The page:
This section is from the book "The Gardener V1", by William Thomson. Also available from Amazon: The New Organic Grower: A Master's Manual of Tools and Techniques for the Home and Market Gardener.
There is such a run on dwarf plants of bright colour for table use and other purposes of furnishing in winter, that it is well to remember at the present season how simple it is to accomplish work that may be of paramount value to the gardener during the winter months. About the second week of next month (August) is a good time to take cuttings of Poinsettias, in order to have plants from 1 foot to 18 inches high. The tops should be taken off the strongest plants, or, if there be two stems from the same plant, one may be cut for the purpose indicated, and the other may be allowed to grow on; in any case, the stronger the top is when it is cut over, the finer will be the floral bract - that is, assuming that the cuttings are judiciously managed during the rooting period. The only difficulty in this system of raising dwarf plants is in retaining the foliage during the rooting process. If the tops are strong and vigorous, the leaves are naturally so too, and are liable to fall off immediately if they are exposed to the sun only for a moment, or if they are kept in a low, dry temperature. The practice we adopt is to have a warm bed prepared beforehand, and to insert the cuttings either in small 60-sized pots or into 4-inch pots at once.
If the former course is adopted, the cuttings are inserted at the sides of the pots, in an open mixture of leaf-mould and sand, and plunged at once into bottom-heat, and kept well shaded and syringed until they are nicely rooted, when they are shifted into 4 or 5 inch pots, giving them a strong compost, and shading them for a few days longer to make certain against checks.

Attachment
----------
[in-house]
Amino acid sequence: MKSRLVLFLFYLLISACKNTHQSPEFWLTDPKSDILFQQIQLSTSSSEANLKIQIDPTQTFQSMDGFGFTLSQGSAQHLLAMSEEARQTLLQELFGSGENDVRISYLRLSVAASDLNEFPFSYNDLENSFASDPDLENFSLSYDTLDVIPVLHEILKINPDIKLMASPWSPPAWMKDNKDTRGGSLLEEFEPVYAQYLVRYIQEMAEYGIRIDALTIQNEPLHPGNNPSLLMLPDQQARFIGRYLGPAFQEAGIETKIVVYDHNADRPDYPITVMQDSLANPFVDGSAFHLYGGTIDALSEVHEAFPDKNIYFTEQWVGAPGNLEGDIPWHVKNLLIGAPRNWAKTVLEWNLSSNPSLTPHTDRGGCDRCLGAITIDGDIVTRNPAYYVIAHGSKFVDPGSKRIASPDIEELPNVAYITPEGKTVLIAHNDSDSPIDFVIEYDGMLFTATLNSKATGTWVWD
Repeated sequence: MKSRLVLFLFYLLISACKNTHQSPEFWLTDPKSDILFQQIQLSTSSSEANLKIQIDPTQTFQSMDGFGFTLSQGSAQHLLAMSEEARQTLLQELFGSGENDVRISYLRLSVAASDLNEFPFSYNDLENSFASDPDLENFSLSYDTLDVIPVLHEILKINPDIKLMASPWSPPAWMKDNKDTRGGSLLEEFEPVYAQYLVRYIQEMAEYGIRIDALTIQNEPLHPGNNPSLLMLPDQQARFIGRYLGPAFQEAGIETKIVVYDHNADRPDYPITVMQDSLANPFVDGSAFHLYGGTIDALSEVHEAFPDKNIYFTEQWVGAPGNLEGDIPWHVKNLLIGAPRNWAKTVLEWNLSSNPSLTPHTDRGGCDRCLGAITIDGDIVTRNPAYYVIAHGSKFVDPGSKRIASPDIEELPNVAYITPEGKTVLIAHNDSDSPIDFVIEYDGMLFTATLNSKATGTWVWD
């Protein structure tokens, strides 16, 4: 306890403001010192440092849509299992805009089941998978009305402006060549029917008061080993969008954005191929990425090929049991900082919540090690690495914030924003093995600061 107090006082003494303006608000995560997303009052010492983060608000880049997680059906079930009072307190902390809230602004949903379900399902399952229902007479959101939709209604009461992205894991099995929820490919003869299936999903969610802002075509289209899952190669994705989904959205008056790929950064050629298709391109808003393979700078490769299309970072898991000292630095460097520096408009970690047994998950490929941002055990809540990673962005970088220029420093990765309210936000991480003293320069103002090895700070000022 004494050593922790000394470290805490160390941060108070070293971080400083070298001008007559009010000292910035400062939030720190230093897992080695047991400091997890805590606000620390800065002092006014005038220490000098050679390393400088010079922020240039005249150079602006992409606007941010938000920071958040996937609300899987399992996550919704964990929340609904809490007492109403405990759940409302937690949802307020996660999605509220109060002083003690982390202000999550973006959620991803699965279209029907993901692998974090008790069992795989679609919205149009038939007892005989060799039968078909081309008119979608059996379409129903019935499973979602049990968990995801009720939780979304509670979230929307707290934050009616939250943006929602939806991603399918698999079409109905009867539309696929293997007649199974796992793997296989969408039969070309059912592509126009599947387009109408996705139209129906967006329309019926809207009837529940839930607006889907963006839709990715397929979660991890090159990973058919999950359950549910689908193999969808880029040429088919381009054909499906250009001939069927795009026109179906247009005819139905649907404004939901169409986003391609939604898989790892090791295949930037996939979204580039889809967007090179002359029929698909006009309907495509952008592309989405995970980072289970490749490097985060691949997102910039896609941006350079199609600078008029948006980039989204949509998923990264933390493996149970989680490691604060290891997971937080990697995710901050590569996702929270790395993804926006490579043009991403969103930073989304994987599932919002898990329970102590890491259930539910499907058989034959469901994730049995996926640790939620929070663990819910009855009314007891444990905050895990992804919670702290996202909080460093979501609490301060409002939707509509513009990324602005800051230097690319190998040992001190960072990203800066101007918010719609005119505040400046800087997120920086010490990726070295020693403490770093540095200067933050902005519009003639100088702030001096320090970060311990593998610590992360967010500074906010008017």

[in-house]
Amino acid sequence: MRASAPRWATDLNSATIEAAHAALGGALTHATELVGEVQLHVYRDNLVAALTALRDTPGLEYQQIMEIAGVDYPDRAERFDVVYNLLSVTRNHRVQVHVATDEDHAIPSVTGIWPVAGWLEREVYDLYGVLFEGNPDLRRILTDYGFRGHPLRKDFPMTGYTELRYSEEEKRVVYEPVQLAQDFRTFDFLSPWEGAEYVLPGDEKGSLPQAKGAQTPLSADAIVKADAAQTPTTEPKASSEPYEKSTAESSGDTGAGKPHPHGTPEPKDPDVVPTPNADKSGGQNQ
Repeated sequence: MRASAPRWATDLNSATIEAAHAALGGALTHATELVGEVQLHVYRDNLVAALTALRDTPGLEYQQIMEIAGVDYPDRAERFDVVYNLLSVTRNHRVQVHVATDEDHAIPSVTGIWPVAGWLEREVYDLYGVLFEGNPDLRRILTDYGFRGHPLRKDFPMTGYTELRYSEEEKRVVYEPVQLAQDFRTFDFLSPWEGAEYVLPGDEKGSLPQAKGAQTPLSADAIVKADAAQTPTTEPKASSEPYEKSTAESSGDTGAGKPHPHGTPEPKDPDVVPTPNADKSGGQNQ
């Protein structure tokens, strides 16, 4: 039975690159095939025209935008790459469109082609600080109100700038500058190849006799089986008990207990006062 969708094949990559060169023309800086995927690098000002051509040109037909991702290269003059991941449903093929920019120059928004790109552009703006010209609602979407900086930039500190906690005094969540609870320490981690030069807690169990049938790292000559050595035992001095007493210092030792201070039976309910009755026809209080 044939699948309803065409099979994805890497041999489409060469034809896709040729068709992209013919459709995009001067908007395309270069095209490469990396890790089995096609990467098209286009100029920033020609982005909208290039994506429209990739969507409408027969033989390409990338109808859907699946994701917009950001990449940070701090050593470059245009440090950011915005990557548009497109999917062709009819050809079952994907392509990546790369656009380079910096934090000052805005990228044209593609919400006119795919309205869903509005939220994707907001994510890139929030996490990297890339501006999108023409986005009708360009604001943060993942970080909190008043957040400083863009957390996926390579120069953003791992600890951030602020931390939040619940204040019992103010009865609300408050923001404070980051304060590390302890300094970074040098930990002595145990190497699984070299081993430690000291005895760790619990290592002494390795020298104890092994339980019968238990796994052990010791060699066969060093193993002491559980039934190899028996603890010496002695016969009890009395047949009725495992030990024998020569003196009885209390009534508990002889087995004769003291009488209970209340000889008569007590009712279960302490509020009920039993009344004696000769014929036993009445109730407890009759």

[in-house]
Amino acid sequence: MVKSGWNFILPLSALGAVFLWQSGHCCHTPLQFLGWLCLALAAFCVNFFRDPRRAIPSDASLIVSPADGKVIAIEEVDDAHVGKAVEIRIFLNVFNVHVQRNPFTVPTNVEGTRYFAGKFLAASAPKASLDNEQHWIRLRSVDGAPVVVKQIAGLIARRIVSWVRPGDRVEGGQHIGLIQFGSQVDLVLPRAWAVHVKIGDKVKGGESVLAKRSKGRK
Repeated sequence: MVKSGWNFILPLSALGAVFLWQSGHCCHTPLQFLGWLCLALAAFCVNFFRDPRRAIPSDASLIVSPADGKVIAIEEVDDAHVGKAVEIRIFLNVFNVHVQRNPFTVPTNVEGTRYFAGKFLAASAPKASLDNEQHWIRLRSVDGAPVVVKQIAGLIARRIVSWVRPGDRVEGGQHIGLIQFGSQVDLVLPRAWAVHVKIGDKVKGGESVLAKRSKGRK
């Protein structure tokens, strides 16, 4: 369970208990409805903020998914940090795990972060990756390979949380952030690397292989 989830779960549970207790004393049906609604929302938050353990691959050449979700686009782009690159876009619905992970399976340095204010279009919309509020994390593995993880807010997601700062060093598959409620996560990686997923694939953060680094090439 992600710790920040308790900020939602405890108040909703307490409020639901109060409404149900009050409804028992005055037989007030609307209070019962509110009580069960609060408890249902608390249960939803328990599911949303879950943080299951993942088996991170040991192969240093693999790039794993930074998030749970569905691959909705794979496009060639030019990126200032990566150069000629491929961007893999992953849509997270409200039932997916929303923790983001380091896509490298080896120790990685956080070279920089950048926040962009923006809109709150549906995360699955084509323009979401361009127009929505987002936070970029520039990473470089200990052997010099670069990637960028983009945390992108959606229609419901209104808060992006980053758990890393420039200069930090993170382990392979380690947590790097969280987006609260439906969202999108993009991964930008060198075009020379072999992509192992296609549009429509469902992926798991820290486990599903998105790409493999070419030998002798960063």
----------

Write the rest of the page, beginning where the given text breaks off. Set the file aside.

If the cuttings are put into 4-inch pots and intended to remain, the pots are filled with a rich, generous soil; and in putting in the cuttings a layer of sand is put at the base of each, to encourage and expedite . the emission of roots, which soon takes place at this season.
After the plants are fairly rooted, they still require careful attention in the way of shading, syringing, and watering, should the weather continue as fickle as it is at present.
They should afterwards be kept on a shelf near the glass, in a temperature not lower than from 55° to 60°, until they begin to show their floral bracts, when they will be considerably improved by plunging them in a bottom-heat of from 75° to 80°, and watered with liquid-manure occasionally. Two years ago we were very successful in raising a large batch of these plants, with bracts varying from 12 to 16 inches in diameter, which rendered us good service in a variety of ways during the winter. Cultivator.